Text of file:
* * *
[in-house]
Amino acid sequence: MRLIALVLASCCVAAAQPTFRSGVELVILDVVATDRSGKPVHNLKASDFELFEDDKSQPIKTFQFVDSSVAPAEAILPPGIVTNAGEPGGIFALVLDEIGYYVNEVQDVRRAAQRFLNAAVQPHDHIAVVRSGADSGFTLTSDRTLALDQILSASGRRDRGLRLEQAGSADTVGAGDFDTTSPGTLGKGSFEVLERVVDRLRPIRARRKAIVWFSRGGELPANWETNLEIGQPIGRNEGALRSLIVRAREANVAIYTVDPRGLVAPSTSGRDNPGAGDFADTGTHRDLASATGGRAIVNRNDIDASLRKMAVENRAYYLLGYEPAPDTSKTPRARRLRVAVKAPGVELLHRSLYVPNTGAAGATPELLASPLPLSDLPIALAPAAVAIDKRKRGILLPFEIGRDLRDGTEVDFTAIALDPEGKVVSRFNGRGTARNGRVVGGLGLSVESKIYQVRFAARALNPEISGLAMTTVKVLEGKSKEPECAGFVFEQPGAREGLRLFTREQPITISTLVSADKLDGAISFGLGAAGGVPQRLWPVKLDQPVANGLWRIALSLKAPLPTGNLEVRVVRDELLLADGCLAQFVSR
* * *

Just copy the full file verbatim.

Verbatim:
[in-house]
Amino acid sequence: MRLIALVLASCCVAAAQPTFRSGVELVILDVVATDRSGKPVHNLKASDFELFEDDKSQPIKTFQFVDSSVAPAEAILPPGIVTNAGEPGGIFALVLDEIGYYVNEVQDVRRAAQRFLNAAVQPHDHIAVVRSGADSGFTLTSDRTLALDQILSASGRRDRGLRLEQAGSADTVGAGDFDTTSPGTLGKGSFEVLERVVDRLRPIRARRKAIVWFSRGGELPANWETNLEIGQPIGRNEGALRSLIVRAREANVAIYTVDPRGLVAPSTSGRDNPGAGDFADTGTHRDLASATGGRAIVNRNDIDASLRKMAVENRAYYLLGYEPAPDTSKTPRARRLRVAVKAPGVELLHRSLYVPNTGAAGATPELLASPLPLSDLPIALAPAAVAIDKRKRGILLPFEIGRDLRDGTEVDFTAIALDPEGKVVSRFNGRGTARNGRVVGGLGLSVESKIYQVRFAARALNPEISGLAMTTVKVLEGKSKEPECAGFVFEQPGAREGLRLFTREQPITISTLVSADKLDGAISFGLGAAGGVPQRLWPVKLDQPVANGLWRIALSLKAPLPTGNLEVRVVRDELLLADGCLAQFVSR